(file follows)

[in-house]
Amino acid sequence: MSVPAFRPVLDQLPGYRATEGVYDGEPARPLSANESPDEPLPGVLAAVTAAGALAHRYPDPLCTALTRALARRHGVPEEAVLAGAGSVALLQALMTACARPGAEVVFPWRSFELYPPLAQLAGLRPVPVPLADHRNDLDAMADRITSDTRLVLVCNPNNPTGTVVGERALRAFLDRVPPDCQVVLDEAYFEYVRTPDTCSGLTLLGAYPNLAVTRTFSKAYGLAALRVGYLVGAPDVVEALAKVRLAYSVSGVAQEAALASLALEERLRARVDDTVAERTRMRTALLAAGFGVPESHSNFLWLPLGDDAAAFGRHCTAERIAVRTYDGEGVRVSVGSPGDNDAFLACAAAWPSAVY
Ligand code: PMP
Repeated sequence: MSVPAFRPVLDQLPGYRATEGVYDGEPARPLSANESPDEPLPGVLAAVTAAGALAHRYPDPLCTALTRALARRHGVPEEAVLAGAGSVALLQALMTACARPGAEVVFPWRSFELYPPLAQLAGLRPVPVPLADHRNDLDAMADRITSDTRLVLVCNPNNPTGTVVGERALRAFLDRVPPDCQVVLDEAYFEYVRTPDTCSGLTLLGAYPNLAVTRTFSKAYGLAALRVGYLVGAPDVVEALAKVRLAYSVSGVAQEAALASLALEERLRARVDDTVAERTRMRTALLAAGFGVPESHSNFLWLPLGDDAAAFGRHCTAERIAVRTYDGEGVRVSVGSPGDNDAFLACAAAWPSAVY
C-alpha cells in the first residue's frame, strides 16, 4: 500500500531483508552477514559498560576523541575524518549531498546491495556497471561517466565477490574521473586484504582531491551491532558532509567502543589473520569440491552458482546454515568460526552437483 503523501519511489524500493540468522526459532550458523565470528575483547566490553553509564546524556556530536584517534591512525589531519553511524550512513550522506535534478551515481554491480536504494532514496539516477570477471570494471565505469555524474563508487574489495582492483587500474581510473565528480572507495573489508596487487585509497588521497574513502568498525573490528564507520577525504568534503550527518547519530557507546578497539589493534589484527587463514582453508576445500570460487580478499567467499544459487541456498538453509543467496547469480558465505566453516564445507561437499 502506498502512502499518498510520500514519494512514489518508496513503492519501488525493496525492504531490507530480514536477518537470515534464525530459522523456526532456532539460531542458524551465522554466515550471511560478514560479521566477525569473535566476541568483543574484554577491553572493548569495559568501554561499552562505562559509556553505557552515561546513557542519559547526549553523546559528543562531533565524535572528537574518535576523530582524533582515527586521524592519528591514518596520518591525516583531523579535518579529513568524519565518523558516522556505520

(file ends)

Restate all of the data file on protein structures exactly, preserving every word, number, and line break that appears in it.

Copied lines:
[in-house]
Amino acid sequence: MSVPAFRPVLDQLPGYRATEGVYDGEPARPLSANESPDEPLPGVLAAVTAAGALAHRYPDPLCTALTRALARRHGVPEEAVLAGAGSVALLQALMTACARPGAEVVFPWRSFELYPPLAQLAGLRPVPVPLADHRNDLDAMADRITSDTRLVLVCNPNNPTGTVVGERALRAFLDRVPPDCQVVLDEAYFEYVRTPDTCSGLTLLGAYPNLAVTRTFSKAYGLAALRVGYLVGAPDVVEALAKVRLAYSVSGVAQEAALASLALEERLRARVDDTVAERTRMRTALLAAGFGVPESHSNFLWLPLGDDAAAFGRHCTAERIAVRTYDGEGVRVSVGSPGDNDAFLACAAAWPSAVY
Ligand code: PMP
Repeated sequence: MSVPAFRPVLDQLPGYRATEGVYDGEPARPLSANESPDEPLPGVLAAVTAAGALAHRYPDPLCTALTRALARRHGVPEEAVLAGAGSVALLQALMTACARPGAEVVFPWRSFELYPPLAQLAGLRPVPVPLADHRNDLDAMADRITSDTRLVLVCNPNNPTGTVVGERALRAFLDRVPPDCQVVLDEAYFEYVRTPDTCSGLTLLGAYPNLAVTRTFSKAYGLAALRVGYLVGAPDVVEALAKVRLAYSVSGVAQEAALASLALEERLRARVDDTVAERTRMRTALLAAGFGVPESHSNFLWLPLGDDAAAFGRHCTAERIAVRTYDGEGVRVSVGSPGDNDAFLACAAAWPSAVY
C-alpha cells in the first residue's frame, strides 16, 4: 500500500531483508552477514559498560576523541575524518549531498546491495556497471561517466565477490574521473586484504582531491551491532558532509567502543589473520569440491552458482546454515568460526552437483 503523501519511489524500493540468522526459532550458523565470528575483547566490553553509564546524556556530536584517534591512525589531519553511524550512513550522506535534478551515481554491480536504494532514496539516477570477471570494471565505469555524474563508487574489495582492483587500474581510473565528480572507495573489508596487487585509497588521497574513502568498525573490528564507520577525504568534503550527518547519530557507546578497539589493534589484527587463514582453508576445500570460487580478499567467499544459487541456498538453509543467496547469480558465505566453516564445507561437499 502506498502512502499518498510520500514519494512514489518508496513503492519501488525493496525492504531490507530480514536477518537470515534464525530459522523456526532456532539460531542458524551465522554466515550471511560478514560479521566477525569473535566476541568483543574484554577491553572493548569495559568501554561499552562505562559509556553505557552515561546513557542519559547526549553523546559528543562531533565524535572528537574518535576523530582524533582515527586521524592519528591514518596520518591525516583531523579535518579529513568524519565518523558516522556505520